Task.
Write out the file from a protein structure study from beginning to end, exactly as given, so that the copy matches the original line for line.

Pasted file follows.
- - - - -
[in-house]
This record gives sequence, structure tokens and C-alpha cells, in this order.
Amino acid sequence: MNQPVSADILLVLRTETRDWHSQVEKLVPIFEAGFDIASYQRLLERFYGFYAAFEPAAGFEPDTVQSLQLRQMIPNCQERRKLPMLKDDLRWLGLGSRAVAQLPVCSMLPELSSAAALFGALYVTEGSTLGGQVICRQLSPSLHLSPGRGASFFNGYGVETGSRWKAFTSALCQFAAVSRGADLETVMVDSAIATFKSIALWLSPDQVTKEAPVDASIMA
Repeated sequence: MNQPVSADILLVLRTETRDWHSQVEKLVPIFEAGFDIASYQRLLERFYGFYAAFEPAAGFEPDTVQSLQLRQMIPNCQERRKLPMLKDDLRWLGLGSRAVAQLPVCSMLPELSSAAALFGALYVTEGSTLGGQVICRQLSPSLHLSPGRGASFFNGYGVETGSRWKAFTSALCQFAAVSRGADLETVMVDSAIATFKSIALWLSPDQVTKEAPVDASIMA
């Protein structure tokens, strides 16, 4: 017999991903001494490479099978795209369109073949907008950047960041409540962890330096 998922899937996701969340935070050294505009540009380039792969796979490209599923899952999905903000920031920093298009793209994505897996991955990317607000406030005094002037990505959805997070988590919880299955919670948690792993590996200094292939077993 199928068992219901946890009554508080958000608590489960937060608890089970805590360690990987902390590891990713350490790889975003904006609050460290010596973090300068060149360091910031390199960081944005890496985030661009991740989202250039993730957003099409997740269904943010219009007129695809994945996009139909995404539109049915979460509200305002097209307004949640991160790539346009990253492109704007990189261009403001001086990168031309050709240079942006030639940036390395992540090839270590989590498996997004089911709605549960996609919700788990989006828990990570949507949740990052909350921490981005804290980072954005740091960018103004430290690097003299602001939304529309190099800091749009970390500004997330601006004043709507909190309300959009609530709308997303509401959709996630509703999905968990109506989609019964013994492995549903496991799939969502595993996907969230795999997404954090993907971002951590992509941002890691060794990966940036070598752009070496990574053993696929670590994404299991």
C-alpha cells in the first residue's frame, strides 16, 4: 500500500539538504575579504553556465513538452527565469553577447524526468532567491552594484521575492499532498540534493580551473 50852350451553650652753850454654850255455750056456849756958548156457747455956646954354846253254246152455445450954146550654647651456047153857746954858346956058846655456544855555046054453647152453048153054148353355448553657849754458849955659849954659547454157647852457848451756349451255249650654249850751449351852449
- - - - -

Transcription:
[in-house]
This record gives sequence, structure tokens and C-alpha cells, in this order.
Amino acid sequence: MNQPVSADILLVLRTETRDWHSQVEKLVPIFEAGFDIASYQRLLERFYGFYAAFEPAAGFEPDTVQSLQLRQMIPNCQERRKLPMLKDDLRWLGLGSRAVAQLPVCSMLPELSSAAALFGALYVTEGSTLGGQVICRQLSPSLHLSPGRGASFFNGYGVETGSRWKAFTSALCQFAAVSRGADLETVMVDSAIATFKSIALWLSPDQVTKEAPVDASIMA
Repeated sequence: MNQPVSADILLVLRTETRDWHSQVEKLVPIFEAGFDIASYQRLLERFYGFYAAFEPAAGFEPDTVQSLQLRQMIPNCQERRKLPMLKDDLRWLGLGSRAVAQLPVCSMLPELSSAAALFGALYVTEGSTLGGQVICRQLSPSLHLSPGRGASFFNGYGVETGSRWKAFTSALCQFAAVSRGADLETVMVDSAIATFKSIALWLSPDQVTKEAPVDASIMA
């Protein structure tokens, strides 16, 4: 017999991903001494490479099978795209369109073949907008950047960041409540962890330096 998922899937996701969340935070050294505009540009380039792969796979490209599923899952999905903000920031920093298009793209994505897996991955990317607000406030005094002037990505959805997070988590919880299955919670948690792993590996200094292939077993 199928068992219901946890009554508080958000608590489960937060608890089970805590360690990987902390590891990713350490790889975003904006609050460290010596973090300068060149360091910031390199960081944005890496985030661009991740989202250039993730957003099409997740269904943010219009007129695809994945996009139909995404539109049915979460509200305002097209307004949640991160790539346009990253492109704007990189261009403001001086990168031309050709240079942006030639940036390395992540090839270590989590498996997004089911709605549960996609919700788990989006828990990570949507949740990052909350921490981005804290980072954005740091960018103004430290690097003299602001939304529309190099800091749009970390500004997330601006004043709507909190309300959009609530709308997303509401959709996630509703999905968990109506989609019964013994492995549903496991799939969502595993996907969230795999997404954090993907971002951590992509941002890691060794990966940036070598752009070496990574053993696929670590994404299991």
C-alpha cells in the first residue's frame, strides 16, 4: 500500500539538504575579504553556465513538452527565469553577447524526468532567491552594484521575492499532498540534493580551473 50852350451553650652753850454654850255455750056456849756958548156457747455956646954354846253254246152455445450954146550654647651456047153857746954858346956058846655456544855555046054453647152453048153054148353355448553657849754458849955659849954659547454157647852457848451756349451255249650654249850751449351852449